My first response to the one person sure to be in Hell, would have been Hitler, but if I ran into David Thorstad after I died, I’d be solidly convinced I was in Hell.

  2. Pat says:

    Martin Luther shows some classic signs of recognizable personality disorder. So, I believe, did Hitler. I’m not at all sure that people go to hell as a result of mental illness, but I wouldn’t call them great leaders or heroes, either!

    Pat

    • Ivy says:

      I know one man who was driven to rape his daughter. Absolutely obsessed with the notion. All he could do is keep promising himself, “Not today. Just not today.” Some days he had to take her to a public place to prevent himself, but he never molested her. He was, without a doubt, mentally ill, but as a human he had free will, and he used it to choose not to fall into sin. Neither Hitler not Luther were so deranged, so detached from reality, as to be utterly unable to function and make moral decisions. They were both simply evil.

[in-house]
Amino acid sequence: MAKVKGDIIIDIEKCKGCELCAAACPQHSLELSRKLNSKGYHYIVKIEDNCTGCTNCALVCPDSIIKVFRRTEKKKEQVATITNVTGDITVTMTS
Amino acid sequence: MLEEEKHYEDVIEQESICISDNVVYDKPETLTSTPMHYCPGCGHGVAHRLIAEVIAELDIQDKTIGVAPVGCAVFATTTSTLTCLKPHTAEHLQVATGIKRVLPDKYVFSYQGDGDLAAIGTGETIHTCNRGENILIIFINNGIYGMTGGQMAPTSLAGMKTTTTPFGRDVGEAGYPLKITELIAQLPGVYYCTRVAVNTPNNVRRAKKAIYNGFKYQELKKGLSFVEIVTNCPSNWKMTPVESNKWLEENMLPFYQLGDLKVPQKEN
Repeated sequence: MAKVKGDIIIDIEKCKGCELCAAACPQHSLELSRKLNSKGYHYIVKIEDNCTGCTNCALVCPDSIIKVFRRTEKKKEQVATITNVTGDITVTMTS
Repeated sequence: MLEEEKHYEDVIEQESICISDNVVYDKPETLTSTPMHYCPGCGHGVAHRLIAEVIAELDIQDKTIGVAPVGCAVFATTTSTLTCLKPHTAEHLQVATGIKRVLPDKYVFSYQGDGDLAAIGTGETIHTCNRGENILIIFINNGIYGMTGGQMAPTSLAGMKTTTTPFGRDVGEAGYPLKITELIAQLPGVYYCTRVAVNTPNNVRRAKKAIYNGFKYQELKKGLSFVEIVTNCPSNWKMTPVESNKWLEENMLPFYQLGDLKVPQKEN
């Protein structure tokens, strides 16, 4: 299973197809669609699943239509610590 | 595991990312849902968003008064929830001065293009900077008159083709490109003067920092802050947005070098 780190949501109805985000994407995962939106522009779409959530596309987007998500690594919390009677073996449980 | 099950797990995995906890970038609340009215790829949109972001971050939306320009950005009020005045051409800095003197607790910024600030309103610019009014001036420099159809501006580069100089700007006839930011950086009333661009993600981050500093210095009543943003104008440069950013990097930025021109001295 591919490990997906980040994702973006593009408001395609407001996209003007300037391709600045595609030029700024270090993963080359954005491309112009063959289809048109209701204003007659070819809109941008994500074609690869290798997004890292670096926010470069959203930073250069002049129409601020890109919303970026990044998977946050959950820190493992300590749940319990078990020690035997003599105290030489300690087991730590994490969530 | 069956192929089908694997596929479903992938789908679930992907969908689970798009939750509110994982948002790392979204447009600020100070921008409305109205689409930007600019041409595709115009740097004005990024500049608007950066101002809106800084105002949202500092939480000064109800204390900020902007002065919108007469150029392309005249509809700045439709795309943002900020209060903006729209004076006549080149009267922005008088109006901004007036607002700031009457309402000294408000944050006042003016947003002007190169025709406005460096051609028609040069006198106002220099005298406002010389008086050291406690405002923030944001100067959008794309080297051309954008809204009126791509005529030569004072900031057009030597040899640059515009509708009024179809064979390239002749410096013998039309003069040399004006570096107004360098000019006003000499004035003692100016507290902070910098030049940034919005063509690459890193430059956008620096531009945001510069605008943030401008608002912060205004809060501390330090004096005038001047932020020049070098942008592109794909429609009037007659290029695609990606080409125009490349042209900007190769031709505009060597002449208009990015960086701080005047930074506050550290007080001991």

• philangelus says:

      What personality disorder did he show? I think of him as someone who was offended by what he saw around him, then started a movement that got way beyond the scope of what he’d originally intended, but which he didn’t care to stop.

      • Ivy says:

        Some clinicians claim he suffered from OCD. He’s hard to get a perfect handle on.

        He was offended by what he saw around him, and wanted to make things better. In 1523 he wrote That Jesus Christ Was Born a Jew and argued against anti-semitism. He goes so far as to claim “Jews are actually nearer to Christ than we are.”

        Something changed in him by the time the movement had gone in directions he hadn’t intended. It might have gone to his head, it could have been a factor of his illness, I’m not sure, but by 1543, he argued for burning down all the synagogues, confiscating the homes possessions of the Jews, and curtailing the freedom of the Jews. He claimed Jews were “full of the “devil’s feces” and later advocated genocide, calling it a sin not to kill all the Jews. His “On the Jews and Their Lies” became the basis on which the Nazi’s later built.

  3. Amy Deardon says: